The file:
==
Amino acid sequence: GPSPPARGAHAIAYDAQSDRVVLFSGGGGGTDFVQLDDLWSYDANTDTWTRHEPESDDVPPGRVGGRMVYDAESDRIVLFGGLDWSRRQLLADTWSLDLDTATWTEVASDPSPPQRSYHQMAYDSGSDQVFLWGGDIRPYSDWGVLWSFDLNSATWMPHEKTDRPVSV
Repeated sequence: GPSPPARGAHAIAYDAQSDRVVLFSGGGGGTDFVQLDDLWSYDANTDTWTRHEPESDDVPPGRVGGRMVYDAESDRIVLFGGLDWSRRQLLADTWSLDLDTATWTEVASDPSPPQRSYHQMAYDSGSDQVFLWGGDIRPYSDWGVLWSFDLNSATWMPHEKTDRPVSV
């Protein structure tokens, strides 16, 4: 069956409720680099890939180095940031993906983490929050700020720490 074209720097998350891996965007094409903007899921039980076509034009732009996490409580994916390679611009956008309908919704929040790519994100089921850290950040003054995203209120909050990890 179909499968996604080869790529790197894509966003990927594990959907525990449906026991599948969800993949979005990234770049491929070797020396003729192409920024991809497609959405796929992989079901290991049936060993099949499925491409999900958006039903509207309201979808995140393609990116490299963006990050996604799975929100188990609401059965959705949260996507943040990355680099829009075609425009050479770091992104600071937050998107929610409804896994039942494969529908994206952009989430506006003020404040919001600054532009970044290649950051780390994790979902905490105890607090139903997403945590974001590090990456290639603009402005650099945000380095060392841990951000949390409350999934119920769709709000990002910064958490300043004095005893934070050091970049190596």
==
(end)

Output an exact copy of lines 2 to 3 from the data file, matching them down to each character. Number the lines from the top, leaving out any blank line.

Repeated sequence: GPSPPARGAHAIAYDAQSDRVVLFSGGGGGTDFVQLDDLWSYDANTDTWTRHEPESDDVPPGRVGGRMVYDAESDRIVLFGGLDWSRRQLLADTWSLDLDTATWTEVASDPSPPQRSYHQMAYDSGSDQVFLWGGDIRPYSDWGVLWSFDLNSATWMPHEKTDRPVSV
């Protein structure tokens, strides 16, 4: 069956409720680099890939180095940031993906983490929050700020720490 074209720097998350891996965007094409903007899921039980076509034009732009996490409580994916390679611009956008309908919704929040790519994100089921850290950040003054995203209120909050990890 179909499968996604080869790529790197894509966003990927594990959907525990449906026991599948969800993949979005990234770049491929070797020396003729192409920024991809497609959405796929992989079901290991049936060993099949499925491409999900958006039903509207309201979808995140393609990116490299963006990050996604799975929100188990609401059965959705949260996507943040990355680099829009075609425009050479770091992104600071937050998107929610409804896994039942494969529908994206952009989430506006003020404040919001600054532009970044290649950051780390994790979902905490105890607090139903997403945590974001590090990456290639603009402005650099945000380095060392841990951000949390409350999934119920769709709000990002910064958490300043004095005893934070050091970049190596």